A universal influenza virus vaccine candidate confers protection against pandemic H1N1 infection in ferrets

Conference Dates

June 12-17, 2016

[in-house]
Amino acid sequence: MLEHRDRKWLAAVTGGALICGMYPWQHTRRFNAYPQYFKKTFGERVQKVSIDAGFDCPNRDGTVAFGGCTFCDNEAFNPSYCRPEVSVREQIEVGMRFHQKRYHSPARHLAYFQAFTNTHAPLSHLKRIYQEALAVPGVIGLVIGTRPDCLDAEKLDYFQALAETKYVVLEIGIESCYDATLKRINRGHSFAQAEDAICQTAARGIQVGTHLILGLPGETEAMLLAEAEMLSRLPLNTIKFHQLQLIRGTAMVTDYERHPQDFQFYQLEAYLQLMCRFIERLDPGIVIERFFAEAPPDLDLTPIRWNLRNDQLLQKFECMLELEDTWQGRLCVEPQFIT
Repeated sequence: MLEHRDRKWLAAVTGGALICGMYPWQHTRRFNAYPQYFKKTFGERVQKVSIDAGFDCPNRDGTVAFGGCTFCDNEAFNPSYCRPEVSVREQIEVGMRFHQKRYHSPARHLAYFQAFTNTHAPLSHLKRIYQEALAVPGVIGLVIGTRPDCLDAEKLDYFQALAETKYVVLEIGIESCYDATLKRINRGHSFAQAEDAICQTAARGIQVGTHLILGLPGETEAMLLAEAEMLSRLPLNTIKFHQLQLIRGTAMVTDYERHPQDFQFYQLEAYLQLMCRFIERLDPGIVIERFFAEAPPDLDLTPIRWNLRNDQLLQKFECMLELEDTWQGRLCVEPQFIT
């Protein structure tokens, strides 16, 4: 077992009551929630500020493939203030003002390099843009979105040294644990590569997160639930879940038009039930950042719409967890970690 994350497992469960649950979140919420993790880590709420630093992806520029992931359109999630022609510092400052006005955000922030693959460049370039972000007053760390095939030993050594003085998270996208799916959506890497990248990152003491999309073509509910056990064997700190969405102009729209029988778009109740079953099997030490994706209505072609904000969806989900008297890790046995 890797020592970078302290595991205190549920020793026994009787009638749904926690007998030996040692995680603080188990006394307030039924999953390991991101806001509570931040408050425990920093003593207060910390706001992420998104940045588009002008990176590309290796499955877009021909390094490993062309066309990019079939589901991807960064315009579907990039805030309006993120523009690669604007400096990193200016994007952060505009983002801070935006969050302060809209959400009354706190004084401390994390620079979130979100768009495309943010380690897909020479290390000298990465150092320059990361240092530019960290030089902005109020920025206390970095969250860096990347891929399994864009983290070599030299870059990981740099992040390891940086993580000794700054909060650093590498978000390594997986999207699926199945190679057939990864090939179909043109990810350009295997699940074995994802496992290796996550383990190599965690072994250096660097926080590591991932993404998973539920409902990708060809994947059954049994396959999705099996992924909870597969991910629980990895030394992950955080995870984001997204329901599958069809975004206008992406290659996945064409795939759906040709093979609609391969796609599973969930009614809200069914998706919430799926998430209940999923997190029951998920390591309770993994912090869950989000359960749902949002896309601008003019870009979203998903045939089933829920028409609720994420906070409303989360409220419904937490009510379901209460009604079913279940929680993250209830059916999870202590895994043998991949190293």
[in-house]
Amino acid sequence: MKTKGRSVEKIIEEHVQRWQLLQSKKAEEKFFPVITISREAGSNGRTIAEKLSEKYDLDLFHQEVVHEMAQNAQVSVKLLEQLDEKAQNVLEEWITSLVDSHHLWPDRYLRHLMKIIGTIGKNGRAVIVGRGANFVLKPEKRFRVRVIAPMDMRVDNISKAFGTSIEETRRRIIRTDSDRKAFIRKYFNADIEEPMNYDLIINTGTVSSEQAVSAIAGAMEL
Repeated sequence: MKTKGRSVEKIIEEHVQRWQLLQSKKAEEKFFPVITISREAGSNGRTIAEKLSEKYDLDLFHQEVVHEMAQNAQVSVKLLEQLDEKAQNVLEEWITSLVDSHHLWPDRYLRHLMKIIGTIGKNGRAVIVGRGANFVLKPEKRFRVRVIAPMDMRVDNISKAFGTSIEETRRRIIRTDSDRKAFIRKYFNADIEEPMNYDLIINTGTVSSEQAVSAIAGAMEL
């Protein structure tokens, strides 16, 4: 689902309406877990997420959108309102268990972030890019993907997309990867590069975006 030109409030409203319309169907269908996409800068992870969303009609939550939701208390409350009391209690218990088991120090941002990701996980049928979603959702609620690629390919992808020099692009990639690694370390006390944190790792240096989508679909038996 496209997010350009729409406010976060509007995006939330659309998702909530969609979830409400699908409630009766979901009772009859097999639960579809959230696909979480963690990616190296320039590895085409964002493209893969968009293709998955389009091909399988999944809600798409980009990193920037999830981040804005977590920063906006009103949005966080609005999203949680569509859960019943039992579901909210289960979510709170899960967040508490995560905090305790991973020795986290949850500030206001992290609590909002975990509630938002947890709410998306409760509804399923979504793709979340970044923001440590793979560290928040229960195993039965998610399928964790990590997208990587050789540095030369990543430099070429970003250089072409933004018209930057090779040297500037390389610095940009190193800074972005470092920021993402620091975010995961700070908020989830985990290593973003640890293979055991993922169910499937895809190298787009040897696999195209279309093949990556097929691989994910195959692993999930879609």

Influenza viruses can cause severe disease and mortality in humans. Due to constant change in their immuno-dominant antigenic sites they can evade adaptive immune responses. Current seasonal influenza virus vaccines therefore require annual re-formulation and re-administration to confer protection from circulating viruses. Additionally, these vaccines cannot protect against novel pandemic influenza virus strains. Novel vaccination approaches attempt to refocus antibody responses towards more conserved domains like the hemagglutinin stalk. Antibodies against the stalk domain are broadly-reactive and can neutralize multiple influenza virus subtypes. However, the stalk domain is immuno-subdominant and not preferentially targeted by the immune system. In this study, we tested if a vaccination strategy based on influenza viruses expressing chimeric hemagglutinins (cH) that contain exotic, divergent head domains, but a conserved H1 stalk domain could induce cross-protective antibody responses in ferrets. We compared a heterologous live-attenuated virus (cH8/1N1) prime followed by an inactivated split virus (cH5/1N1) boost combination approach to two doses of split-virus vaccines (cH8/1N1/cH5/1N1) and the impact of adjuvant on the immune response. Additionally, a ‘standard of care’ control group received 2 rounds of a human trivalent influenza virus vaccine. We found that all universal influenza virus vaccination approaches were successful at inducing stalk-reactive antibody responses in serum. Virus replication was limited to the nasopharynx in the live attenuated/split vaccine groups and nasal wash titers were lower than in the 'standard of care' control group. No virus replication was detected in the lungs of attenuated/split vaccinated ferrets, while the 'standard of care' group had similarly high titers as an unvaccinated control group. Our findings demonstrate that - using a chimeric hemagglutinin based heterologous attenuated/split combination strategy - our candidate universal influenza virus vaccine can successfully protect ferrets from pandemic H1N1 infection. The data support further development of this vaccination approach and advancement into clinical trials.

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